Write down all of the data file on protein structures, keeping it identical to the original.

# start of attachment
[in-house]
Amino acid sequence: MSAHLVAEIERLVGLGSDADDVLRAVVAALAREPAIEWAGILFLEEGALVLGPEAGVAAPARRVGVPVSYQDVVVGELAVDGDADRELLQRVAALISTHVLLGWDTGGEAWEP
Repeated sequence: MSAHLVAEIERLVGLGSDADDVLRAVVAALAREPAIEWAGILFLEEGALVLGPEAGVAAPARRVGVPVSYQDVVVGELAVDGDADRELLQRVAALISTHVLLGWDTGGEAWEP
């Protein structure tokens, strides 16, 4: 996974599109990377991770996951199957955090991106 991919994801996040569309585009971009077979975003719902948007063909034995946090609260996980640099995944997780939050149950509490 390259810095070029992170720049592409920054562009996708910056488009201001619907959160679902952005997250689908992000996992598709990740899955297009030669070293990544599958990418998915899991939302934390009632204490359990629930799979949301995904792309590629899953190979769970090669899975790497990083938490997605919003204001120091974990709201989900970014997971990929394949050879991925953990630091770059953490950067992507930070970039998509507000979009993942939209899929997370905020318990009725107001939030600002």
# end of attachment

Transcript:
[in-house]
Amino acid sequence: MSAHLVAEIERLVGLGSDADDVLRAVVAALAREPAIEWAGILFLEEGALVLGPEAGVAAPARRVGVPVSYQDVVVGELAVDGDADRELLQRVAALISTHVLLGWDTGGEAWEP
Repeated sequence: MSAHLVAEIERLVGLGSDADDVLRAVVAALAREPAIEWAGILFLEEGALVLGPEAGVAAPARRVGVPVSYQDVVVGELAVDGDADRELLQRVAALISTHVLLGWDTGGEAWEP
């Protein structure tokens, strides 16, 4: 996974599109990377991770996951199957955090991106 991919994801996040569309585009971009077979975003719902948007063909034995946090609260996980640099995944997780939050149950509490 390259810095070029992170720049592409920054562009996708910056488009201001619907959160679902952005997250689908992000996992598709990740899955297009030669070293990544599958990418998915899991939302934390009632204490359990629930799979949301995904792309590629899953190979769970090669899975790497990083938490997605919003204001120091974990709201989900970014997971990929394949050879991925953990630091770059953490950067992507930070970039998509507000979009993942939209899929997370905020318990009725107001939030600002």